2 votesJakub Szymaszek - Microsoft commented
Thank you for reporting this problem. Unfortunately, we could not reproduce it (we tried SSMS 18 Preview 4). Could you please provide the full repro, including:
- Steps (e.g. a PowerShell script) to provision/configure Azure Key Vault and a key in it.
- the schema of the database (if you can reproduce it with a database containing just one table) that would be best
- the name of the table/column that is encrypted.
58 votesJakub Szymaszek - Microsoft commented
While there is no general single solution, Azure/SQL offers at this point, you might consider a combination of the following:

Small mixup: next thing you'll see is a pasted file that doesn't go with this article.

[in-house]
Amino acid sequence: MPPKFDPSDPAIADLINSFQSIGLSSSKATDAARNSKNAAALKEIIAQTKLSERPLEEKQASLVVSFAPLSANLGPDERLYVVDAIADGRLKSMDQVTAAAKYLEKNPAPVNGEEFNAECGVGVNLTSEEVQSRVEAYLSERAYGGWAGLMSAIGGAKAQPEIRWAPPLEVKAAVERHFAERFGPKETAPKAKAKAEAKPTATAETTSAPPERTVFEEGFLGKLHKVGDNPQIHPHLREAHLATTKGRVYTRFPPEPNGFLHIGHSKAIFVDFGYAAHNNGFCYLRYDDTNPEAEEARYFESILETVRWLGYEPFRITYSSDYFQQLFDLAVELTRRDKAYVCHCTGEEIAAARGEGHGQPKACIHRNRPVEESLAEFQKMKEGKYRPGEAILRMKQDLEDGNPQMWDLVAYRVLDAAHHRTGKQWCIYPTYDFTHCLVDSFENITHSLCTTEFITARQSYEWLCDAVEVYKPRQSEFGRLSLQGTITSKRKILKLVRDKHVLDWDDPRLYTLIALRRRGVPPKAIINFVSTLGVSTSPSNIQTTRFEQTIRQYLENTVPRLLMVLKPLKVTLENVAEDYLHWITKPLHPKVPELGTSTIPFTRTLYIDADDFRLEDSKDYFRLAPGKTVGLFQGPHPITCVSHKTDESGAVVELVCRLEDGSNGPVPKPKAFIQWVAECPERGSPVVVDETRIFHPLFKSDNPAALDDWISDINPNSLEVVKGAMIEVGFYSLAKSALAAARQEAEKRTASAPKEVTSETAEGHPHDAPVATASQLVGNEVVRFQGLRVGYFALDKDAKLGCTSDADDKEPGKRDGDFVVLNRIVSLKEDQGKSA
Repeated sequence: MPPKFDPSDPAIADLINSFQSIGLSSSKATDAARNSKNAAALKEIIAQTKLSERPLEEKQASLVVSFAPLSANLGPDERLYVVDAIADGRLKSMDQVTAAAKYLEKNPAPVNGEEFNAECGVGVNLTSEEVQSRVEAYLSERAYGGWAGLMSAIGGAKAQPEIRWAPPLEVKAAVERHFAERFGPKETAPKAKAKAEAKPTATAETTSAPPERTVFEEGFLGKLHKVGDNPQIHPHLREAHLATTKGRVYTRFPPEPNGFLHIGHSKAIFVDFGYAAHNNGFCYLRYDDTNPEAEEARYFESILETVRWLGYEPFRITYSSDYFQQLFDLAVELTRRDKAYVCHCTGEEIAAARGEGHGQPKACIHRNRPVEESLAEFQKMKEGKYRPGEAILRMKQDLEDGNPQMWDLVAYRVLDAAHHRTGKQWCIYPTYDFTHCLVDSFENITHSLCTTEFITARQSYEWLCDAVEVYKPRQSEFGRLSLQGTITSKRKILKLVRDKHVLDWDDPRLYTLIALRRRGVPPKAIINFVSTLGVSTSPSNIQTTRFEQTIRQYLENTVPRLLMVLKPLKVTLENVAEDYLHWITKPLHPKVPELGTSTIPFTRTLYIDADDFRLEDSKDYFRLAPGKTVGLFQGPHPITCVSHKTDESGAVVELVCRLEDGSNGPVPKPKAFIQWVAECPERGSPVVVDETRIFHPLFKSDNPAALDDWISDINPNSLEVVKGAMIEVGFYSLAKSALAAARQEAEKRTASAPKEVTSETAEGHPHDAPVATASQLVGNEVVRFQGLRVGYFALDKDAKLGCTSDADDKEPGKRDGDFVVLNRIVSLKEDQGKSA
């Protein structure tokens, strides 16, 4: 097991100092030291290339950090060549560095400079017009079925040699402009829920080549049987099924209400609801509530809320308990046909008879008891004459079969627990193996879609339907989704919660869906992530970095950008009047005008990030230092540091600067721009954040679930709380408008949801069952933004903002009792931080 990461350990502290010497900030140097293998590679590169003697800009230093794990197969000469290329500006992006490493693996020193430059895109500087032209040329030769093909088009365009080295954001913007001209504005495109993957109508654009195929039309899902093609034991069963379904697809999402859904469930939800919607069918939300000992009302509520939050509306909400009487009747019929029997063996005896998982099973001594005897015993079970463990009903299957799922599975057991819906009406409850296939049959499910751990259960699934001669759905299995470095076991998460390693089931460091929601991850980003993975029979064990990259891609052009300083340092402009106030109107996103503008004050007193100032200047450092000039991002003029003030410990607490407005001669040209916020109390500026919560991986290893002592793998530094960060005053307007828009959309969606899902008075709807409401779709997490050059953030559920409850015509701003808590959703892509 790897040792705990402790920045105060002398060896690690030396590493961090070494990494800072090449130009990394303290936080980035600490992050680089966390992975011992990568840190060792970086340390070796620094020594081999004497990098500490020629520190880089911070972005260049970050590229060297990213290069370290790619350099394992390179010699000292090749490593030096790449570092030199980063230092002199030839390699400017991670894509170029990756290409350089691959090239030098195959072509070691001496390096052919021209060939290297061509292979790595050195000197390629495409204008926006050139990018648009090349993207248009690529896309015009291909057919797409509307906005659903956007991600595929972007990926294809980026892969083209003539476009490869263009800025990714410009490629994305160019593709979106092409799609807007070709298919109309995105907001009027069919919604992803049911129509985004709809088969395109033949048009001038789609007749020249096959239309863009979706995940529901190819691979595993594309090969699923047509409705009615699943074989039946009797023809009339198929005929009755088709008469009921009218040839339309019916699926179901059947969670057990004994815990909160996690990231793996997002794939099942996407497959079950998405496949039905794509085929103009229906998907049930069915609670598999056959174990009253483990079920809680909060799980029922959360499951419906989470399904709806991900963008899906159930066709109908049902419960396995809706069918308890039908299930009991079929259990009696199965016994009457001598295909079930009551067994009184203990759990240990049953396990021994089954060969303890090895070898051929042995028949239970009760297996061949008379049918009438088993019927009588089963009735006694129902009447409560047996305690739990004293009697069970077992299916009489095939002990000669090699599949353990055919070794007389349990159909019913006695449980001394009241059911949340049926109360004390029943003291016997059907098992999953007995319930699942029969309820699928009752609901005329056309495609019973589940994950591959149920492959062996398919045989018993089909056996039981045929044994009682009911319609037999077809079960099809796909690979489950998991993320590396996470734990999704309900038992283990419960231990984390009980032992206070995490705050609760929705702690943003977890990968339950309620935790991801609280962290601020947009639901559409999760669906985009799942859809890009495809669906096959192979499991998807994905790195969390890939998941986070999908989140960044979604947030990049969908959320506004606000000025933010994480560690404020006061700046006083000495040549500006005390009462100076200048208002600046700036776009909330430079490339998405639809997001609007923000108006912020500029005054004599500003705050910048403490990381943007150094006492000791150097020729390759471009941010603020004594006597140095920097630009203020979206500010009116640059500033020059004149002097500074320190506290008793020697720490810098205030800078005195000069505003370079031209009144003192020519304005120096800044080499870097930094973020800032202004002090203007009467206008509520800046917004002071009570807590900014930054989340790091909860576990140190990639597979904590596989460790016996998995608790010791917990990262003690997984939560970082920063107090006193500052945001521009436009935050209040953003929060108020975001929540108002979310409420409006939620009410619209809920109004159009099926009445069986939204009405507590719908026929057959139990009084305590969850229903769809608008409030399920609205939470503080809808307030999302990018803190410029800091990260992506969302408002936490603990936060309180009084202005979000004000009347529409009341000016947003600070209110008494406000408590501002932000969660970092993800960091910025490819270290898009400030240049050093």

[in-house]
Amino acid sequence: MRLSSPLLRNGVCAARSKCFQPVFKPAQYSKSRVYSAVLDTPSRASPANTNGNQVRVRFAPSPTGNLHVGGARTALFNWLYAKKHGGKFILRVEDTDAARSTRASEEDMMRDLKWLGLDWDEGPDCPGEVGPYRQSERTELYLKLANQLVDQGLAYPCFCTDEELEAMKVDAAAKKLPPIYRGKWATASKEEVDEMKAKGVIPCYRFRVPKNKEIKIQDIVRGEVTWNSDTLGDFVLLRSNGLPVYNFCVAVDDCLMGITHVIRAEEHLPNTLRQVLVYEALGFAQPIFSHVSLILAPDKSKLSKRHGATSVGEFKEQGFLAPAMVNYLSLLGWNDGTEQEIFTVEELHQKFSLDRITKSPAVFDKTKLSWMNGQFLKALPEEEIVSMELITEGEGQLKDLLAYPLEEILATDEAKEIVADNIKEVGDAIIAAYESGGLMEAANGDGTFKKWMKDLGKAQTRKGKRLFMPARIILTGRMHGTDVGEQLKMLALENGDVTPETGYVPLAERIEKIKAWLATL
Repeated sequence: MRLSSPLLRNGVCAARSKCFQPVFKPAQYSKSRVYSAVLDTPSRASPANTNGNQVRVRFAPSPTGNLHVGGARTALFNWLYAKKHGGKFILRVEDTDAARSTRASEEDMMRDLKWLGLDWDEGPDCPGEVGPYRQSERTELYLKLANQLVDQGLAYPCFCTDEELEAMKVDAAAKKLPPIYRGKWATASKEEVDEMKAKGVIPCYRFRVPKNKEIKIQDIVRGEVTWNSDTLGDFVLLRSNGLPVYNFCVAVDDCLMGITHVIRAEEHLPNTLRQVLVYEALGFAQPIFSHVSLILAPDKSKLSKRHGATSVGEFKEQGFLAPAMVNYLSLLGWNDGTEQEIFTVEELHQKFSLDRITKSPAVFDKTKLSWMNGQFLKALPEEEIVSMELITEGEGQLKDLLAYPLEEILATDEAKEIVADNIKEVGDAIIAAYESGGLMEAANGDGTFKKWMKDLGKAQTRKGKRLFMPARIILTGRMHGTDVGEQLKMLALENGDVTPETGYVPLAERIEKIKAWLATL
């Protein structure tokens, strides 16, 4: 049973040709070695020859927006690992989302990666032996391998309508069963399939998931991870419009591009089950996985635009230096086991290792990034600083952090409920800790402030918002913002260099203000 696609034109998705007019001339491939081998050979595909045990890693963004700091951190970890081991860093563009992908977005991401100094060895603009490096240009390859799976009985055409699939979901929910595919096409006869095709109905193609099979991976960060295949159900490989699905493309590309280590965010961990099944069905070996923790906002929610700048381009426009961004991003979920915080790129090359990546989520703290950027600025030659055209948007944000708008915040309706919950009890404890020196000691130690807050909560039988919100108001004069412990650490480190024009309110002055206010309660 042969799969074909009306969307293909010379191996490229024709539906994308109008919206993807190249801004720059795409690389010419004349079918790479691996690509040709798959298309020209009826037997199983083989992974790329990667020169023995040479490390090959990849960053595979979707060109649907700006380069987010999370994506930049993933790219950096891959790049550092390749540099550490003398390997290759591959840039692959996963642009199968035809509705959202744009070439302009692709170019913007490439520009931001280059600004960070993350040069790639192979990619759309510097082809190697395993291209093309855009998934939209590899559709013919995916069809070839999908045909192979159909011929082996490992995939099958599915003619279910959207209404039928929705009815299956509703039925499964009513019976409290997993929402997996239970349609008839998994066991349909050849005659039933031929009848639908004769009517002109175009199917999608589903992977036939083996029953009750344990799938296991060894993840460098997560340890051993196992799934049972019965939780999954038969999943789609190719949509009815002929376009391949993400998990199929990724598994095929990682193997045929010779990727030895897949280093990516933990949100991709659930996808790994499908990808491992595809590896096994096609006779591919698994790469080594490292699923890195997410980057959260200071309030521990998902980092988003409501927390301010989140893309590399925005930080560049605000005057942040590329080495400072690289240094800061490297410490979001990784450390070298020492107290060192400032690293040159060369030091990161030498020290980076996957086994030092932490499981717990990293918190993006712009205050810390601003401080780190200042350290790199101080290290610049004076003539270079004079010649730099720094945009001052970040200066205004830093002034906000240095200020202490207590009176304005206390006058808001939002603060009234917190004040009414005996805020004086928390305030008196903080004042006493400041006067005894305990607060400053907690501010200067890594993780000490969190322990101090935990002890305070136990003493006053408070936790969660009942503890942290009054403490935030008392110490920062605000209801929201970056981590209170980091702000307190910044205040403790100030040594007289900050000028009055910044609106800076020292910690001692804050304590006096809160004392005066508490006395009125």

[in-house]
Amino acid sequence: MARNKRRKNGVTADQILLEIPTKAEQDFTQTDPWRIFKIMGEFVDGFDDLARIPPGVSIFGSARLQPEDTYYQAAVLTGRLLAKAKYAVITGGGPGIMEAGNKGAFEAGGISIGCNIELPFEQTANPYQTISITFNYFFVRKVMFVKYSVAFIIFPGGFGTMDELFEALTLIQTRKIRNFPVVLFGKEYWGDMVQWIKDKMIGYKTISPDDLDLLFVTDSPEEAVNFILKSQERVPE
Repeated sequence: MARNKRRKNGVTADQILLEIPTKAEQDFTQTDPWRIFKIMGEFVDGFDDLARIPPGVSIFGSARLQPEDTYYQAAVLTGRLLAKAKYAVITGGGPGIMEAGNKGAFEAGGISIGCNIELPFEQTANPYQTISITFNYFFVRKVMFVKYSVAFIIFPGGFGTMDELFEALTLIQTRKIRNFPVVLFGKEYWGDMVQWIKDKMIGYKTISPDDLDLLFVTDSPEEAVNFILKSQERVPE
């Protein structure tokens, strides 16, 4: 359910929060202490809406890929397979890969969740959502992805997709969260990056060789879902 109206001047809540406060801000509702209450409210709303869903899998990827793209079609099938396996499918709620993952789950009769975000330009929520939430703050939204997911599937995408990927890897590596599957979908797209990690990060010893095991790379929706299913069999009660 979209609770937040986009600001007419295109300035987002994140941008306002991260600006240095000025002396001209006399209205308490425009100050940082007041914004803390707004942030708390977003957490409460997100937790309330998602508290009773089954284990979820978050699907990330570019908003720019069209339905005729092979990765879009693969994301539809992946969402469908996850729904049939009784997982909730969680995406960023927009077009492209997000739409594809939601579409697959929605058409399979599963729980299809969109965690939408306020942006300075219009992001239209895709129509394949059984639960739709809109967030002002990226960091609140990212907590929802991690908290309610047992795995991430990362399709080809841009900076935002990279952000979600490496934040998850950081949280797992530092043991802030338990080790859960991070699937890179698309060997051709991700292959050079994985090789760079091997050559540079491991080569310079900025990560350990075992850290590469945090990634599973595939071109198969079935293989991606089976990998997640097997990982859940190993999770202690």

- Using Always Encrypted (aka.ms/AlwaysEncrypted) to encrypt sensitive column in your database. Always Encrypted ensures only a key holder can access the data encrypted in the database (DBAs and other admins cannot).
- Assuming that by "login" above, you are referring to the SQL server administrator login, we recommend that you use this login only for the initial database setup. While there is no way to disable SQL server administrator login (that one that uses SQL authentication), we know some customers choose to "lock it down" by periodically setting its password to a random value and having audit policy that and alerts that detect any access through that login.
- In general, you may consider using Azure Active Directory authentication for database admin access (please see https://docs.microsoft.com/en-us/azure/sql-database/sql-database-aad-authentication-configure) and have the Azure AD administrator login mapped to an Azure AD group. The group could have no standing members - admins could be added temporarily when needed.